Here are a couple of things he said (and remember, this was 80 years ago):

“It would not be impossible to prove with sufficient repetition and a psychological understanding of the people concerned, that a square is in fact a circle. They are mere words, and words can be moulded until they clothe ideas and disguise the truth.” 

“Think of the press as a great keyboard on which the government can play”.

He was undoubtably a genius when it came to mind control, we can only imagine what he could have achieved if he’d had access to the social media tools we have today. 

Thank the Universe we don’t have any such ruthless political puppet masters controlling our leaders and media today eh?

Oh… ……wait.

Wasn’t there a fella called Steve Bannon who had something to do with Trump getting elected? And what about Dominic Cummings in No10? Wasn’t he there helping Boris Johnson during the Brexit campaign and now as Prime Minister?

Surely they can’t be compared to Goebbels, can they?

Here’s another quote from the evil genius:

“The most brilliant propagandist technique will yield no success unless one fundamental principle is borne in mind constantly — it must confine itself to a few points and repeat them over and over”.

Any of these catchy phrases ring a bell?

  • Make America Great Again

  • Build The Wall

  • Lock Her Up

  • Take Back Control

  • Get Brexit Done

  • Leave Means Leave

Hmm, seems like Mr Bannon and Mr Cummings might have studied some German.

This flavour of mind control has been around for decades, and the undoubted past masters have been the advertising agencies. How many of these can you match to companies or brands?

  • ‘The best a man can get’

  • ‘They’re grrrrrrrrreat!

  • ‘Finger licking good’

  • ‘Because you’re worth it’

  • ‘Just do it’

I’m guessing you got most if not all, and they’ve become etched in your memory without any effort on your part.

Have you ever wondered why those TV ads come round so often? Well. Now you know.

There’s no doubting it, there are folks out there who, just like Goebbels, are experts in getting whatever message they want to communicate implanted into your brain, and they’re not using the Dark Arts to do it, they’re using science.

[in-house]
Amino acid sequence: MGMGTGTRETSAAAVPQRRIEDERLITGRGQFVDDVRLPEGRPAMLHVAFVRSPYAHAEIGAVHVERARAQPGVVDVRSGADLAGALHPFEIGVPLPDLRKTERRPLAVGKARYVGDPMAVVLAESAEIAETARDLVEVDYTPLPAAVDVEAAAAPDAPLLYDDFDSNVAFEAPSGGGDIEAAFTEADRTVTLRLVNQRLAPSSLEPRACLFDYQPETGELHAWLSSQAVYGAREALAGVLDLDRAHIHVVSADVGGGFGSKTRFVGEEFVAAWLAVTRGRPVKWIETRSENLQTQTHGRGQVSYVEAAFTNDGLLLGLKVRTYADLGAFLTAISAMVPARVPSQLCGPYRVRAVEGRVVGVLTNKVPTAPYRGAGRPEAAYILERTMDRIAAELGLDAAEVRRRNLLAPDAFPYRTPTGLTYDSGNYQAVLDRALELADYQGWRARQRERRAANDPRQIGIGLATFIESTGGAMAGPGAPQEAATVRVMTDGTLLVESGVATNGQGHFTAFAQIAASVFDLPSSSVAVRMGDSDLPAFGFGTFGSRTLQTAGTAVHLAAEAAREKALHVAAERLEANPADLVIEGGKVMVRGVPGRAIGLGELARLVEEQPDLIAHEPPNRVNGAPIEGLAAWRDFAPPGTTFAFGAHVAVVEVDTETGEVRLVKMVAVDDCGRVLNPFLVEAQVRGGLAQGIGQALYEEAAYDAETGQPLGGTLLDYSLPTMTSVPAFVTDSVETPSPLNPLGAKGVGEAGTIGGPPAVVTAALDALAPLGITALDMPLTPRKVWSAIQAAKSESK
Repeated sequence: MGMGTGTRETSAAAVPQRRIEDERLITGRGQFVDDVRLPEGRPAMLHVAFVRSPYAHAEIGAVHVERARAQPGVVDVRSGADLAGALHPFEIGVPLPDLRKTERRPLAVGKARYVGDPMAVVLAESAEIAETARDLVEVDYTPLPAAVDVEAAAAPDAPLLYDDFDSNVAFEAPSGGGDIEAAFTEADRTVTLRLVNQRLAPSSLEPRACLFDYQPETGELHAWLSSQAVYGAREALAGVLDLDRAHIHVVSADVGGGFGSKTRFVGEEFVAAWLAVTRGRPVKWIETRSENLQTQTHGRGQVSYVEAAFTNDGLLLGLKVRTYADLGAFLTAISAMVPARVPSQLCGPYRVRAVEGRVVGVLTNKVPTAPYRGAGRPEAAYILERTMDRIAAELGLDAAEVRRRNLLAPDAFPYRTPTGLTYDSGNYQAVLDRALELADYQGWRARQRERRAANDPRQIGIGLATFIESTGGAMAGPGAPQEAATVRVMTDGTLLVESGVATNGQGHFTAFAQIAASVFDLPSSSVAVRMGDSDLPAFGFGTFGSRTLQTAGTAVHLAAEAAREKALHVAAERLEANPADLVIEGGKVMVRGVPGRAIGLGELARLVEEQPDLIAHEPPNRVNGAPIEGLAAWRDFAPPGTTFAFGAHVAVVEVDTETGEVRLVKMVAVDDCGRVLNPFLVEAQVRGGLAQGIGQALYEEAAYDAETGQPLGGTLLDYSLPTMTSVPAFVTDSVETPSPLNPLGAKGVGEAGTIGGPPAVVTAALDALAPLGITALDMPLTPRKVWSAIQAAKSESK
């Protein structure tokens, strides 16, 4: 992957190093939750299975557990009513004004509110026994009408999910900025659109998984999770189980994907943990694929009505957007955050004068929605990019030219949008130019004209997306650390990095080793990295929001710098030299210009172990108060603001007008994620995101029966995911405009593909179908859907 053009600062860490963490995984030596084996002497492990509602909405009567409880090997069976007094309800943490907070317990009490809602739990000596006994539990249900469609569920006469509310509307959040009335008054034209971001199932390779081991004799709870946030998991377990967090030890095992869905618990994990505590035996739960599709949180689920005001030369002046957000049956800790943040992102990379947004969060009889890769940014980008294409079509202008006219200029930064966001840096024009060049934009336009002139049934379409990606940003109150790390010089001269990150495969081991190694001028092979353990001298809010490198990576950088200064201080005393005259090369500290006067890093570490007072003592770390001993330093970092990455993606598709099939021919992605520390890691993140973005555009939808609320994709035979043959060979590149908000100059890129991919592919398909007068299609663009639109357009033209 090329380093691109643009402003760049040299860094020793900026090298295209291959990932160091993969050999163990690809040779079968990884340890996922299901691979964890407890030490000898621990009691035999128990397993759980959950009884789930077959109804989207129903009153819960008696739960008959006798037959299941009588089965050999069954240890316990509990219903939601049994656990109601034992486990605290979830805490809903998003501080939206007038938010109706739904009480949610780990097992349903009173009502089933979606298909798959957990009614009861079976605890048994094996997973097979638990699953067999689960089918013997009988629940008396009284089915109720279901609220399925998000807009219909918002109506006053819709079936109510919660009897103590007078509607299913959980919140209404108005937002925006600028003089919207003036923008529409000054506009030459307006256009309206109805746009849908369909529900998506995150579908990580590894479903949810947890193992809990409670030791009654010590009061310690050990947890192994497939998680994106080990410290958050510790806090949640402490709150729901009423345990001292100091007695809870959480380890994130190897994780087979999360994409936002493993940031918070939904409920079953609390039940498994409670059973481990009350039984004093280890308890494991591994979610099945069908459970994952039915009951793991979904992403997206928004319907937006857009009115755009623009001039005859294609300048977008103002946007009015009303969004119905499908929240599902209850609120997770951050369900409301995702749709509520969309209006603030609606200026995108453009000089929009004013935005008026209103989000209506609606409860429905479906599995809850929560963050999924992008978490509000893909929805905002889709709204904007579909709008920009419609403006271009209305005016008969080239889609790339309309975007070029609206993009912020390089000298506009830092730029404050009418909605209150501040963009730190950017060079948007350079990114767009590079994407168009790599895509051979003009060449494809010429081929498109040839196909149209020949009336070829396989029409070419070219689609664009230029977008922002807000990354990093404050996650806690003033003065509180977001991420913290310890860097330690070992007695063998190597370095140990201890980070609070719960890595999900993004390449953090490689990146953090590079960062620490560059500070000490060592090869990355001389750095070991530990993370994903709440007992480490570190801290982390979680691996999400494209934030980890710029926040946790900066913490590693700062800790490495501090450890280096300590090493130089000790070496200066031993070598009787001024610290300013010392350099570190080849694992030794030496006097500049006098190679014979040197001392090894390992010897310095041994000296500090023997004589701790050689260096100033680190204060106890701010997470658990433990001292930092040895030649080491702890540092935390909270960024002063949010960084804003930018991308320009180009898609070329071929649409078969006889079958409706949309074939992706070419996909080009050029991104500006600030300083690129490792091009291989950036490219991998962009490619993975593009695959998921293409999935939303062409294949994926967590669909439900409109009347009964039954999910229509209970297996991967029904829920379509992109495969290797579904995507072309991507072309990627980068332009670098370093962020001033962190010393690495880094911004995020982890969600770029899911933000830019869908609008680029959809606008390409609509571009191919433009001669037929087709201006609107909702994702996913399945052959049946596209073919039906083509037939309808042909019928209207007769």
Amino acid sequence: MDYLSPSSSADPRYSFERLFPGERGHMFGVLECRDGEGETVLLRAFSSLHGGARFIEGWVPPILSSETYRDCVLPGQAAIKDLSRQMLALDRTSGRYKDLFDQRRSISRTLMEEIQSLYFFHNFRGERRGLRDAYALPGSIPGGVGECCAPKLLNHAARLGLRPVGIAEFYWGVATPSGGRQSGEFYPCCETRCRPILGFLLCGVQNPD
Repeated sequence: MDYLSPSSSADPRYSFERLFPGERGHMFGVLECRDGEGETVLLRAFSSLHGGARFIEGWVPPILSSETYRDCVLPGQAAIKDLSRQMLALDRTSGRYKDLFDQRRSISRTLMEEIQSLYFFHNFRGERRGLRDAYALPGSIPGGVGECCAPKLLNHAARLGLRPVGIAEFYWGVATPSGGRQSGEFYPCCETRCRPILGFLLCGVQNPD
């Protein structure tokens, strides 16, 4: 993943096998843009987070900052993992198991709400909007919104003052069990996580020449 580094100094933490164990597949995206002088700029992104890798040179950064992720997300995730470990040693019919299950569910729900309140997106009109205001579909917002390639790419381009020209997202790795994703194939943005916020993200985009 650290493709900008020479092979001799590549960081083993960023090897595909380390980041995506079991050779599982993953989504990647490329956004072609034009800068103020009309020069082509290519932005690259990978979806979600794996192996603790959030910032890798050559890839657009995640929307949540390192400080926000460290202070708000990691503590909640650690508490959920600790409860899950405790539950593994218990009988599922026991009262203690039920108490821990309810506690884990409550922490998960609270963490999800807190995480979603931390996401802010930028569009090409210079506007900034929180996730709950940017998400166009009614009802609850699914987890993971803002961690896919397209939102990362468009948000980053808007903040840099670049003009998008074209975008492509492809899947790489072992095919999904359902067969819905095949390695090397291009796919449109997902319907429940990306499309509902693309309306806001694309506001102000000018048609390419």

They’re using something called the Illusory Truth Effect, that’s a fancy way to describe our tendency to believe false information to be correct after repeated exposure.

The phenomenon was first identified in a 1977 study. The researchers discovered that when deciding if something is true or not, people rely on whether the information they’re assessing is in line with their understanding or if it feels familiar. The first makes sense, as we’re inevitably going to compare new information with what we already know to be true. But the researchers also discovered that repetition makes statements easier to process relative to new, unrepeated statements. 

In a nutshell, the more we see and hear something the more we start to believe it.

There’s a wealth of research out there which shows that the illusory truth effect plays a significant role in such fields as election campaigns, advertising, news media, and political propaganda.

And, as we saw last week, in 2007 the door opened on a world Herr Goebbels couldn’t have imagined, even in his wildest dreams. A world in which any message could be instantly delivered to tens of millions of people over and over again.

This last decade has seen the greatest change in communication and information distribution in history. Is it a blessing or a curse?

Next week we’ll try to find out.